Heavy Metal Genealogy: James Hetfield and the Salem Witch Trials
San Francisco, an interesting place. It was the home of Jefferson Airplane and the Grateful Dead, and then not too many years later the cradle of American Heavy Metal, largely due to Metallica.
My guess is that the metal explosion was the result of a new generation rebelling against the “Make Love Not War” of their parents. They were all about war, and not just war but WAR! A war fought against society, against the military, and of course, against themselves. War, what is it good for? Beautifully vengeful, rageful music.
Previously on Heavy Metal Genealogy, I covered the family of former Metallica member and Megadeth founder Dave Mustaine. Now it’s time for James Hetfield, lead singer of Metallica. James was born on August 3, 1963 in an L.A. suburb called Downey, to Cynthia Nourse and Virgil Hetfield. Cynthia had previously married Raymond Hale when she was 18, had two children named Christopher and David, and then divorced, marrying Virgil in 1961 in Las Vegas. They officially divorced in 1978, though I believe Virgil was out of the picture before then. After Cynthia died of cancer in 1980 when James was 16 years old, he went to live with his half-brother David and not his father.
Just going off looks alone, James Hetfield would seem like he came from classic midwestern Teutonic stock. Even more than Lars Ulrich (minus the midwestern part). And indeed James does. Virgil was born and died in Nebraska, and Virgil’s grandfather, John Gregory Hetfield, was born in Minnesota and also died in Nebraska.
But the Hetfields go back a long, long way in this country. Back before the signing of the Declaration of Independence — James is related to one of the signers by marriage. The further back in time you go and the further east you travel, you reach the first Hetfield/Hatfield immigrants who settled in New Jersey.
And I’ll just give you the bad news right now —these Hetfields/Hatfields had nothing to do with the Hatfields and McCoys. Same for Juliana Hatfield. So James and Juliana, if you’re reading this, I’m sorry.
But, New Jersey, yes New Jersey. If San Francisco was the cradle of hippies and metalheads, New Jersey has been the cradle of everything else. It’s in the water. But back in the 1600s the water was fine. A young Matthias Hetveld/Hatvelde emigrated from the Netherlands and settled in Elizabethtown, NJ, what’s now known as Elizabeth, NJ.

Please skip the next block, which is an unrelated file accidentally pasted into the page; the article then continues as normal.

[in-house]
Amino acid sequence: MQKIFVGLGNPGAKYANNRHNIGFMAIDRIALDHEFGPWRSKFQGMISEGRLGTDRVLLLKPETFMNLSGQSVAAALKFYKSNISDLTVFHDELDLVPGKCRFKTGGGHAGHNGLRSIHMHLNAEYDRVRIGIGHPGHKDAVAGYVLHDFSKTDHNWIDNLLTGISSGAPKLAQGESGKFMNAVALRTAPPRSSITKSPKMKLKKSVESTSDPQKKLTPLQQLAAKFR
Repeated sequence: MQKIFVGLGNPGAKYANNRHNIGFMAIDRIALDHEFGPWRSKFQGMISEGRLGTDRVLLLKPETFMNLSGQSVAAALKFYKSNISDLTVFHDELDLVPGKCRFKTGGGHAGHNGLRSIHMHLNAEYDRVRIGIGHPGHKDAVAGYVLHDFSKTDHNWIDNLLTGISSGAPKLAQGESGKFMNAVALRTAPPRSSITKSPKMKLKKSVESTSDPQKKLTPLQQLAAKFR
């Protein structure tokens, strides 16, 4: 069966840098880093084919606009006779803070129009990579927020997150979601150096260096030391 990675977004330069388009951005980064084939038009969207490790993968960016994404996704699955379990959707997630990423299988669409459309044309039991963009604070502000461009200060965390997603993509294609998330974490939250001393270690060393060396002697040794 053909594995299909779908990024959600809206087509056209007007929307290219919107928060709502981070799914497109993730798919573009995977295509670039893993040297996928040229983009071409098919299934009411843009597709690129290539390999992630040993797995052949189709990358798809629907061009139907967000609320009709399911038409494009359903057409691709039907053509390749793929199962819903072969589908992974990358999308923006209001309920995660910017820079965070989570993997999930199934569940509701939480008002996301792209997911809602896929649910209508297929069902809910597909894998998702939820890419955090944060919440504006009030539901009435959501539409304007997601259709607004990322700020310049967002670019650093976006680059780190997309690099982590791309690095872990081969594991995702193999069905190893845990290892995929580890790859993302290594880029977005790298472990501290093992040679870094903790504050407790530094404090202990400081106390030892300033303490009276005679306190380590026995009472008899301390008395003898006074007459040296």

The above was written after I’d learned the Hetfield line went back to New Jersey, and I thought that was the best line to take for James Hetfield’s family history. Because I’m from New Jersey so paisan. Then I realized I hadn’t pursued his mother’s Nourse line very far. What I learned was that James Hetfield’s 8th great-grandmother, Rebecca Nurse, was found guilty of practicing Satanism just like the greats in Metal once were. Except Rebecca was executed for it. This was the time of the Salem Witch Trials.
Cynthia Nourse, James’ mother, was a first-generation Californian. For roughly 300 years all the other Nourses/Nurses lived in Massachusetts, with James’ 8th great-grandfather Francis Nurse arriving in Salem from Bristol, England sometime before 1645, when it’s recorded that he married Rebecca Towne.
Francis and Rebecca lived a quiet life on their farm, and with the exception of a squabble over trespassing pigs, they were looked upon as a pious and kind family. They had eight children, one of whom, Samuel Nurse, is James Hetfield’s direct ancestor.
Then the frenzy over witches exploded through Salem. in short: Satanic panic, which rose to a fever pitch during the Black Death, was brought like a virus to the Colonies by the Puritans, who had escaped England for religious freedom. It had always been a low-grade fear, but Satan had his claws in Salem alright, because if you’re frightened enough about something, chances are it will come true. In this case, what reputedly began with a group of young women accusing others of being witches quickly escalated to Satan’s pandemic. When an accused went on trial, the plaintiff’s wails and fainting spells were enough evidence to convict. Neighbor turned against neighbor, accusing mostly women of witchcraft. Grudges led to accusations, as did land grabs, which was reportedly what doomed Rebecca Nurse.
Although she was over 70 years old and reportedly an invalid, the Putnam family wanted her land, and so accused her of witchcraft. This worked faster than eminent domain. What form this witchcraft took is unclear, but that didn’t matter. What did matter was that even though the townspeople signed petitions on her behalf and rallied in support of the pious elderly woman, she was sent to the gallows and hanged. As was her sister.
So horrific was her death that Arthur Miller made her a character in his 1953 play “The Crucible,” which told the story of the Salem Witch Trials but was really an allegory about McCarthyism and the Red Panic. In the play Rebecca Nurse is accused of infanticide, which was not the case in real life, though both the real and fictional Rebecca Nurse met the same fate.
Rebecca Nurse’s home is now a museum that’s open from May-November.
I don’t know if James Hetfield knows that his ancestor was hanged for being a witch, but I can’t help but wonder if the rage and fury from the injustice of it all is what comes through when you hear “And Justice For All.”
Illustration by John R. Musick; unknown photographer; photo by Heather Quinlan.